Agreed. So you’re going to college next year — is your intention to study music? And will you continue making music as Olke?

Olke is something that I can imagine myself continuing for quite a long time. I definitely want to continue releasing Yiddish music, and I hope that someday my Yiddish will be strong enough that I can write my own songs in the language — although I can see myself releasing maybe a few English language songs as well.

In college, I don’t think I’ll be studying music. One of the things that drew me to Brandeis was their minor in Yiddish. So I’m really excited to hopefully expand my knowledge, but otherwise I’m kind of wide open to wherever I go and whatever I study.

Why would you say that Kadya Molodowsky’s poetry is still relevant to Jewish women today?

I think it’s kind of the same reason that a lot of literature is still relevant to people today in that it expresses themes that are, to an extent, universal. I think connections between mothers and daughters and grandmothers and daughters are already so strong from an anthropological perspective. Then layering in that added dimension of Judaism to it makes it especially relevant to Jewish women today — especially those who have pretty complicated relationships. But, you know, something that I’ve always really believed about art is that it takes place in the interaction between the art and the person receiving it.

Yeah, absolutely. And what do you want your listeners to get out of hearing “Di Froyen”?

I just hope that they are able to form their own connection to it and find a special place for it within their lives. I hope that they’re able to find whatever they might need or want from it. And I hope [the music is] also able to, I don’t know if “reflect” is the right word, but provide almost a solace or a sanctuary for whatever they might be going through in life, whether that’s positive or negative.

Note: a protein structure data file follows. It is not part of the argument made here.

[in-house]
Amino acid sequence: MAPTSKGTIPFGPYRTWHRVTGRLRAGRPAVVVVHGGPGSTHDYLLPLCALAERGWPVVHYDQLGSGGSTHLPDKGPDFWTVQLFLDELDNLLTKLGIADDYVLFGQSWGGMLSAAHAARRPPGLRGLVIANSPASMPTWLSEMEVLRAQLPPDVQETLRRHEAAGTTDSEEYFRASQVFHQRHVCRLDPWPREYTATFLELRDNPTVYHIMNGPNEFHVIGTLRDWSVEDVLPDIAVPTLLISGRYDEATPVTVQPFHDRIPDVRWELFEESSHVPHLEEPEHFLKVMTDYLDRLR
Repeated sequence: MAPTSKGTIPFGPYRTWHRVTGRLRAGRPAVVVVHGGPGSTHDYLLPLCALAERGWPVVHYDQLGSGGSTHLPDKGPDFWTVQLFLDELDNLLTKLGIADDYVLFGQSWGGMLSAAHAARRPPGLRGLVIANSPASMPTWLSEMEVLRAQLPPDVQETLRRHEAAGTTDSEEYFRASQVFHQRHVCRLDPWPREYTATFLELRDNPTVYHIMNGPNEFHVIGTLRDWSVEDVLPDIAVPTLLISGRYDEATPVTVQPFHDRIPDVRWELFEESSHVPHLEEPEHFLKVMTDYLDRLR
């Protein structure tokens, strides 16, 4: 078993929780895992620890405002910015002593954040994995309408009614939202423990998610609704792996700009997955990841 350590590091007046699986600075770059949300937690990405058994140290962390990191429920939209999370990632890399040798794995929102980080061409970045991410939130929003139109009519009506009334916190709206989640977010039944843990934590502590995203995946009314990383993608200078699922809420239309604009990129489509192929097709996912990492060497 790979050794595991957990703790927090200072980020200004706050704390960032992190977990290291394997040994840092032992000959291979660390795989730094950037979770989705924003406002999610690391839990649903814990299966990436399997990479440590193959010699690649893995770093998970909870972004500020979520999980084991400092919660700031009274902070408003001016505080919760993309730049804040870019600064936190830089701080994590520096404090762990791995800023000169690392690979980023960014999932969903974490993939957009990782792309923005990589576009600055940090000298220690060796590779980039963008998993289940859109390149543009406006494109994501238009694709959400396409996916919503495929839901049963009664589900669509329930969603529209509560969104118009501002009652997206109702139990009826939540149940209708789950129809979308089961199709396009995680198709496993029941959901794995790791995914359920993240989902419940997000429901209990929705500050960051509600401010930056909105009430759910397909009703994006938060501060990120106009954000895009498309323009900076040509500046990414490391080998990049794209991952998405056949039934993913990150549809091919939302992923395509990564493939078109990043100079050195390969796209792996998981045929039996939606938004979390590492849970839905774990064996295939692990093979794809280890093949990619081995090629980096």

Do you think you’ll turn any more of Kadya’s poetry beyond “Froyen lider” into music?

I would definitely be open to it. I have so many ideas for different musical projects — not necessarily different genres, but different instrumentation and experimenting with different things. So yeah, I would be open to working with her work again, and also other Yiddish writers and poets.

Oh, that’s great. Do you have any in mind?

Not any specific ones at the moment. I’m getting into Miriam Karpilove’s “Judith,” because I saw Jessica Kirzane’s translation of it, but I’m making myself read it in Yiddish first before the translation. So it’s going a little slowly, but I really love it so far.

I love it. And Yiddish or otherwise, are there any future musical projects on the horizon?

Oh, definitely. Right now, I’ve been thinking a lot about — perhaps this sounds a little bit silly — a space theme. Being in early adulthood almost feels like being an astronaut, where your childhood self is like a planet that you’ve left and you’re thinking, “How does your relationship to that former version of yourself change?” You’re still in this same body with the same brain but it can just feel so alien to be this young adult with all this new information and all these experiences. So I’d love to do an astronomical-themed Yiddish album.

I’d definitely listen to that. In the meantime, where can listeners follow you for updates?

I’m on Instagram under @olkemusic. And then of course, my music is on Spotify and Apple Music — and I found that my distributor released the music to the Peloton app.

That’s hilarious.

I thought it was pretty funny. But if anyone wants to listen to some Yiddish pop while they’re going through their morning workout, it’s there. And then I’m also on Twitter, @Olkele.

Read More